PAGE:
Need for Cognition Scale (Cacioppo et al., 1984)

1. I really enjoy a task that involves coming up with solutions to problems.
2. I would prefer a task that is intellectual, difficult, and important to one that is somewhat important but does not require much thought.
3. Learning new ways to think doesn’t excite me very much. (R)
4. I usually end up deliberating about issues even when they do affect me personally.
5. The idea of relying on thought to get my way to the top does not appeal to me. (R)
6. The notion of thinking abstractly is not appealing to me. (R)
7. I only think as hard as I have to. (R)
8. I like tasks that require little thought once I’ve learned them. (R)
9. I prefer to think about small daily projects to long-term ones. (R)
10. I would rather do something that requires little thought than something that is sure to challenge my thinking abilities. (R)
11. I find little satisfaction in deliberating hard and for long hours. (R)
12. I don’t like to have the responsibility of handling a situation that requires a lot of thinking. (R)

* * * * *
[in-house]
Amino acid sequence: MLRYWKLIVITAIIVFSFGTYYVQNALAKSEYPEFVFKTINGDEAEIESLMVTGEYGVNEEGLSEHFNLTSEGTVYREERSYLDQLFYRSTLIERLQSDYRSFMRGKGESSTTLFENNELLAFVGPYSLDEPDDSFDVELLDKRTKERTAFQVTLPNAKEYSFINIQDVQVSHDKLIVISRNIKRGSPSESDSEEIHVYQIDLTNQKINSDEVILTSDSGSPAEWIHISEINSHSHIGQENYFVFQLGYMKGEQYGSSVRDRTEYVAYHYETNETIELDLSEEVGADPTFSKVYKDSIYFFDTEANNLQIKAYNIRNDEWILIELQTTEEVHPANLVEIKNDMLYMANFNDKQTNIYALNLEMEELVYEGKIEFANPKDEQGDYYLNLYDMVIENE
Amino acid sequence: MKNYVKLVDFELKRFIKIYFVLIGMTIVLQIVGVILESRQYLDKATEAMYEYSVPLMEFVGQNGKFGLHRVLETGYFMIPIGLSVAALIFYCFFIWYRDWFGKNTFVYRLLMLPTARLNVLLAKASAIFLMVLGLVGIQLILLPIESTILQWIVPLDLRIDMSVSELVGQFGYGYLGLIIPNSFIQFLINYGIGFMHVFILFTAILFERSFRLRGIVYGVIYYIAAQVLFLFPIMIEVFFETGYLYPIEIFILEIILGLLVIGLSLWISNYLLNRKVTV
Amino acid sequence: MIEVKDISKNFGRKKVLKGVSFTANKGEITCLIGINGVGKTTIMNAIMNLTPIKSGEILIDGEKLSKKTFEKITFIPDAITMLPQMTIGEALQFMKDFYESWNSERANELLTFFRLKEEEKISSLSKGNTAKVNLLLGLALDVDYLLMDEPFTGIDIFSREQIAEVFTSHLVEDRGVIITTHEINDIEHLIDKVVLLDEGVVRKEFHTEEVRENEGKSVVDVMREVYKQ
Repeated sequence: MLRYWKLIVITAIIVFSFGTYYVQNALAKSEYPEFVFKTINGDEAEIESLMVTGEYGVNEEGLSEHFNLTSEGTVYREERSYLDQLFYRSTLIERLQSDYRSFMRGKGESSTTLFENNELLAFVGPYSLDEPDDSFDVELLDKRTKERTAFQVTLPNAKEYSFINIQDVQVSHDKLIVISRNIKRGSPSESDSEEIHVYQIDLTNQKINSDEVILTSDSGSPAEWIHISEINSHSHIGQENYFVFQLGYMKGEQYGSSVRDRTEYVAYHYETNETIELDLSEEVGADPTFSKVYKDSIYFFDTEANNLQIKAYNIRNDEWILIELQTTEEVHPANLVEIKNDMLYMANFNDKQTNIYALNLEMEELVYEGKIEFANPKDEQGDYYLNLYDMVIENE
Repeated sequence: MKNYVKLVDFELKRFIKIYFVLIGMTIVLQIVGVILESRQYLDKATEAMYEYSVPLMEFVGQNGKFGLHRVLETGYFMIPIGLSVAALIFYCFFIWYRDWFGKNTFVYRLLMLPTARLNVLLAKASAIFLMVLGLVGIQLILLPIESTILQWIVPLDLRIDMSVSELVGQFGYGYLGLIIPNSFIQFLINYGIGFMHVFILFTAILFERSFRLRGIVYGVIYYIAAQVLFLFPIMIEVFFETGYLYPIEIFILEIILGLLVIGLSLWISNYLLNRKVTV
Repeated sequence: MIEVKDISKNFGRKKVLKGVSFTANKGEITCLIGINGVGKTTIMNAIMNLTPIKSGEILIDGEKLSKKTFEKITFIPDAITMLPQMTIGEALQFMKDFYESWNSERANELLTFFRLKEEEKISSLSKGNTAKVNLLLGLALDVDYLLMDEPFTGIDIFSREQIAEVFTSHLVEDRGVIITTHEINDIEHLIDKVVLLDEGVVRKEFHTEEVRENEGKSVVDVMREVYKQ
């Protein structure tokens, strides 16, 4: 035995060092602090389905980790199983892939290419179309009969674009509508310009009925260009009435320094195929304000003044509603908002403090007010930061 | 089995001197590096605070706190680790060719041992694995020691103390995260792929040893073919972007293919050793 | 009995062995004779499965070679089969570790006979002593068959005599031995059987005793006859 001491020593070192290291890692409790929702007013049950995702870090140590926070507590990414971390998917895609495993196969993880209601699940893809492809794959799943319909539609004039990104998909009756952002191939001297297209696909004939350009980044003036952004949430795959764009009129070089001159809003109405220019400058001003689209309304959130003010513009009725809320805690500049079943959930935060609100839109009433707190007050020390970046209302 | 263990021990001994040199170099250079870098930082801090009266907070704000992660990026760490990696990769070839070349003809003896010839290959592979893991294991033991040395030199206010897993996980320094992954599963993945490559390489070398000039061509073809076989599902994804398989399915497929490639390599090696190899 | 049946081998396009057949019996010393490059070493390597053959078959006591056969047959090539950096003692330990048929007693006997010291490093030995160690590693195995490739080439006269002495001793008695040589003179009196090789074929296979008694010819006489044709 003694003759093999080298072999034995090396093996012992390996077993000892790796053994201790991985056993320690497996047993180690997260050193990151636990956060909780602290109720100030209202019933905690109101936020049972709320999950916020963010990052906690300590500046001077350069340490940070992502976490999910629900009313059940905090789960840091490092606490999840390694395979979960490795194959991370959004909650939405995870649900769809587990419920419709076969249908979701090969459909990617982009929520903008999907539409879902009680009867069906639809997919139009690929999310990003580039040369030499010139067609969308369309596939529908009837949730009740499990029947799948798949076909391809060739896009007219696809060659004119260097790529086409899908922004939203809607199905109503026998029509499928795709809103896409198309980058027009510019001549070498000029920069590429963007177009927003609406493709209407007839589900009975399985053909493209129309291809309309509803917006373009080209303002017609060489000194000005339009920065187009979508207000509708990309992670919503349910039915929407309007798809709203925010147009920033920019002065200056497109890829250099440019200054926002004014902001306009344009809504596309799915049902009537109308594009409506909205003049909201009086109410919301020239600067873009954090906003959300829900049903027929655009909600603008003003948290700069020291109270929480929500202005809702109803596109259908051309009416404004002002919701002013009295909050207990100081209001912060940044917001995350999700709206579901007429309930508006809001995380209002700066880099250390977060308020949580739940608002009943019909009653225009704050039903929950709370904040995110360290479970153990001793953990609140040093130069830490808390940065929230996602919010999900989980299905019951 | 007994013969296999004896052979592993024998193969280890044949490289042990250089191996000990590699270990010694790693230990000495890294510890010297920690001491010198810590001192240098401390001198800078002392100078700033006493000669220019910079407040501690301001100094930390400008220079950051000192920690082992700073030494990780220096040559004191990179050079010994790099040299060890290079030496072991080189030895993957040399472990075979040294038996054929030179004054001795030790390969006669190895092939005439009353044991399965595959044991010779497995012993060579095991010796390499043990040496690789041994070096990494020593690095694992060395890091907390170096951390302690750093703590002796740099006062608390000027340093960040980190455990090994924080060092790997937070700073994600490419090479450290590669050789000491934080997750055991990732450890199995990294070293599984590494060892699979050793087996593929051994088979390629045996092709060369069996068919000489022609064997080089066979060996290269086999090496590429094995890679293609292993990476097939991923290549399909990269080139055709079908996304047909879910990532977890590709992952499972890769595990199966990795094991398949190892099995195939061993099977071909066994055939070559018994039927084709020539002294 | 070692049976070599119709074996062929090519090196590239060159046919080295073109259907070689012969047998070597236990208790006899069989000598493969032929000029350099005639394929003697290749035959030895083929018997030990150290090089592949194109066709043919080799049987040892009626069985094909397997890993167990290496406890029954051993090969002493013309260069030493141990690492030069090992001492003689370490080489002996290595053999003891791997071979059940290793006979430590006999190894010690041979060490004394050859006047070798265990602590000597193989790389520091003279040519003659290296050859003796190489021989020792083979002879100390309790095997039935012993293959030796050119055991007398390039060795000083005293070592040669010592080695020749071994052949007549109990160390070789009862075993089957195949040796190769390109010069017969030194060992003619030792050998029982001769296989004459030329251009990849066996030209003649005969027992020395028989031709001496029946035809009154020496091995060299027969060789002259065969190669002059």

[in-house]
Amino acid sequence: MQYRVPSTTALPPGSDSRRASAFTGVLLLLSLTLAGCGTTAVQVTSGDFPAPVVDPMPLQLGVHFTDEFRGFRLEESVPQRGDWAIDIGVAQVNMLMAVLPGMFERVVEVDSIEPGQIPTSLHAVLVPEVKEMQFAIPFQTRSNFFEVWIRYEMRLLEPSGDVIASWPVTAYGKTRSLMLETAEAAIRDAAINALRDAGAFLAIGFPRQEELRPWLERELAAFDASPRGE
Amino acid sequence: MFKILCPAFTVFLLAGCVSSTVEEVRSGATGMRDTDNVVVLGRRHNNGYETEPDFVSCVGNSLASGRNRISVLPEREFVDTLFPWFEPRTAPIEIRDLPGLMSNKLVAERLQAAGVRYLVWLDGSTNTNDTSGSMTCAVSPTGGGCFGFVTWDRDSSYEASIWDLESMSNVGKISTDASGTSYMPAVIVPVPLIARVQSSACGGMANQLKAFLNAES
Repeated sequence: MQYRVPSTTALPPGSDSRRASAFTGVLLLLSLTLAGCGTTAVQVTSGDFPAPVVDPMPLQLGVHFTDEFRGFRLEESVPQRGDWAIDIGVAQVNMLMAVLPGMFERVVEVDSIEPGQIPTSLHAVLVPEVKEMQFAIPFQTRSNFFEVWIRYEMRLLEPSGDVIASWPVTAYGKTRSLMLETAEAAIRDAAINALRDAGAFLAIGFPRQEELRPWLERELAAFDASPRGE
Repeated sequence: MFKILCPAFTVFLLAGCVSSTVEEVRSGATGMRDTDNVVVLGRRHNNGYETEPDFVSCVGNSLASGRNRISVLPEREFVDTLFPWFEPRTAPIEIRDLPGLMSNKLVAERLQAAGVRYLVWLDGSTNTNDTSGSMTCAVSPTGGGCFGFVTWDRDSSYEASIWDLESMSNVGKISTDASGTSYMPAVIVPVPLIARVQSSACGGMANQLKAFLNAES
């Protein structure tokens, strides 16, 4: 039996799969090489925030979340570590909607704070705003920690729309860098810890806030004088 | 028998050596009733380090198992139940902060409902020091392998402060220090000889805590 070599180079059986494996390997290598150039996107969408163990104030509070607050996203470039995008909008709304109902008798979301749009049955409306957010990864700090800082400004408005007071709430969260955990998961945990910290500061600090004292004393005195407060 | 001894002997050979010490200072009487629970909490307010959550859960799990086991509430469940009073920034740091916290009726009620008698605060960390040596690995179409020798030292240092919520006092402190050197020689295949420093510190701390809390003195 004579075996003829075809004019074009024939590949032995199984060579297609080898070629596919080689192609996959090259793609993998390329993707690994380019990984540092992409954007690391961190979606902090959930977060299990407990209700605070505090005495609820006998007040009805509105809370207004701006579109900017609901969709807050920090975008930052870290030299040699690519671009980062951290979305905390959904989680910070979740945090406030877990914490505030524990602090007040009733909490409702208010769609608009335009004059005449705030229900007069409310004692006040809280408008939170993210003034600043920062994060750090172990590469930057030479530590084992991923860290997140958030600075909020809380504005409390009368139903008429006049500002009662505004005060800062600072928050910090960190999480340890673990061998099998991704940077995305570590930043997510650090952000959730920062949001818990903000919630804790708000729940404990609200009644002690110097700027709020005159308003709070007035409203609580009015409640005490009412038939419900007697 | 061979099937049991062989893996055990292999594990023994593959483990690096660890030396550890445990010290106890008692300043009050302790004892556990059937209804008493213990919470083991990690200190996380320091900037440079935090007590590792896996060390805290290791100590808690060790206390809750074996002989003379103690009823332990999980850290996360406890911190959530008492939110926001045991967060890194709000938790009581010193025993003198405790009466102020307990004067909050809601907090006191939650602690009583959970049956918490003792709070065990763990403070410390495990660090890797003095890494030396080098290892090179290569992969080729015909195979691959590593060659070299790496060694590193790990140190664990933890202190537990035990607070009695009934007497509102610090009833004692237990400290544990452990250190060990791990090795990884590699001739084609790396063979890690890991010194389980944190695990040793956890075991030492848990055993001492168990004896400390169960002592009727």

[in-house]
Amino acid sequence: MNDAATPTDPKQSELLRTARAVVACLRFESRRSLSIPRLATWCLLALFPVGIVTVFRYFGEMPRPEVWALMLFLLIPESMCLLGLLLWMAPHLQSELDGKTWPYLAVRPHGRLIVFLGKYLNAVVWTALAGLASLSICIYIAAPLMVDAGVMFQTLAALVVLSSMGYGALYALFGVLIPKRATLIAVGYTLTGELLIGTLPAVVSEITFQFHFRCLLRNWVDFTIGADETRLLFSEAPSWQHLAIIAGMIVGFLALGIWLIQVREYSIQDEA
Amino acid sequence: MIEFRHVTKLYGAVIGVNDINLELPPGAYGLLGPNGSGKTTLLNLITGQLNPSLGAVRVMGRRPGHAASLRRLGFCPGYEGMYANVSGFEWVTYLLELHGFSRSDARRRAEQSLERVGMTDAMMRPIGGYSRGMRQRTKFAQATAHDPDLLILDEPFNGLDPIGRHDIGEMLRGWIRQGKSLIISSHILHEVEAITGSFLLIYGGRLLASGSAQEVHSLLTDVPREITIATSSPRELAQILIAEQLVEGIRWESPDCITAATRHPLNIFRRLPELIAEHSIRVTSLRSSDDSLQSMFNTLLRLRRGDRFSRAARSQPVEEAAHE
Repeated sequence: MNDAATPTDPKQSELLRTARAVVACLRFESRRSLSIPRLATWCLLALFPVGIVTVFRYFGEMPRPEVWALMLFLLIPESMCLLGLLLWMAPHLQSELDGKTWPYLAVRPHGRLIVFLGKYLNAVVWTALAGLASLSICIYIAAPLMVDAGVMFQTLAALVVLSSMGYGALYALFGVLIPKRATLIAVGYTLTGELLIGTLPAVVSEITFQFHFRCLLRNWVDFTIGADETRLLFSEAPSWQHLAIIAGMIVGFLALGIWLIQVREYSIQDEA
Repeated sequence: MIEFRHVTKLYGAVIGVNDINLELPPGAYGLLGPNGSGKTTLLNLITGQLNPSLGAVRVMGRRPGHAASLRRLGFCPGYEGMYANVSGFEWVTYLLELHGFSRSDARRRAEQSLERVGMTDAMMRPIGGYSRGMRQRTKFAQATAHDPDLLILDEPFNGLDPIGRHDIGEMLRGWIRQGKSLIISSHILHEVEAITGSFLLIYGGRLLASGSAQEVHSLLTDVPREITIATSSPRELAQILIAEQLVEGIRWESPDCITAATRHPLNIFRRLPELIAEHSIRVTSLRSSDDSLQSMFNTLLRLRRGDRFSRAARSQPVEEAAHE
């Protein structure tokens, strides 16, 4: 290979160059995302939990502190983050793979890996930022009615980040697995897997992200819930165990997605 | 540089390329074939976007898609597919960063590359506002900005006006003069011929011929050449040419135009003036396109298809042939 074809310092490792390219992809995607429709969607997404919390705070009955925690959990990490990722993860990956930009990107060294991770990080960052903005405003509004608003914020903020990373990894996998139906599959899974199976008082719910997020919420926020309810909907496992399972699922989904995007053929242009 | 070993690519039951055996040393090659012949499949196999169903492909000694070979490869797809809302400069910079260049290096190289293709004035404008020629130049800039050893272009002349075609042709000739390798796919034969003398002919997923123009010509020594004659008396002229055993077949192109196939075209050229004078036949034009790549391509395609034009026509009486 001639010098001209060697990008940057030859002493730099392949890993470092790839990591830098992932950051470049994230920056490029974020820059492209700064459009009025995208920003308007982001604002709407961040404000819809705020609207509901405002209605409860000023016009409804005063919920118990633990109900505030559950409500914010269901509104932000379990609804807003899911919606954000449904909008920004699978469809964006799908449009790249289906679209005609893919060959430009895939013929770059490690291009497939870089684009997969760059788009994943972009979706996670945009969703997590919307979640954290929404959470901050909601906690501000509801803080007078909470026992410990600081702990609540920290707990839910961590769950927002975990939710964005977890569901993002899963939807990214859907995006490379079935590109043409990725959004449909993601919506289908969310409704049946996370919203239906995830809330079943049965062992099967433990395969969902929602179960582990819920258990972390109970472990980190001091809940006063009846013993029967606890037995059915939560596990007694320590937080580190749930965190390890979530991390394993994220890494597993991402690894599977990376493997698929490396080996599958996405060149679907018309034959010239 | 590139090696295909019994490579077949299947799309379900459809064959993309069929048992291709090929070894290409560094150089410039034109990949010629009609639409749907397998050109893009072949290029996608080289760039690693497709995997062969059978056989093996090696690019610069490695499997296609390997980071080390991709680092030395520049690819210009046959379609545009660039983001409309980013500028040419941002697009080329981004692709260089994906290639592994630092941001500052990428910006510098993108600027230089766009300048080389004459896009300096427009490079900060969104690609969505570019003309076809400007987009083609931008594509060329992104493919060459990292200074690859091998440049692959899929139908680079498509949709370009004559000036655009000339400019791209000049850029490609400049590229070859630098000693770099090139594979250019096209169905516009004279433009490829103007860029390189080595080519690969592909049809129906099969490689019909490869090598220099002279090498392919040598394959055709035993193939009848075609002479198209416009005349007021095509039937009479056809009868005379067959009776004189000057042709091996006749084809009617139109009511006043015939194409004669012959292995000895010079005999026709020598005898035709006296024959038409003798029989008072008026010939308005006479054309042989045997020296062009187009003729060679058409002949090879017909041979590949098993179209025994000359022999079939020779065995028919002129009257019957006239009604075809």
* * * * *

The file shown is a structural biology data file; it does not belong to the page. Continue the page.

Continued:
13. I feel relief rather than satisfaction after completing a task that required a lot of mental effort. (R)
14. Thinking is not my idea of fun. (R)
15. I try to anticipate and avoid situations where there is a likely chance I’ll have to think in depth about something. (R)
16. I prefer my life to be filled with puzzles that I must solve.
17. I would prefer complex to simple problems.
18. It’s enough for me that something gets the job done, I don’t care how or why it works. (R)
(R) = reverse coded
Measured with a 9-point scale from +4 Very Strong Agreement to -4 Very Strong Disagreement.

Source: Cacioppo, J. T., Petty, R. E., & Kao, C. F. (1984). The efficient assessment of need for cognition. Journal of Personality Assessment, 48, 306–307.

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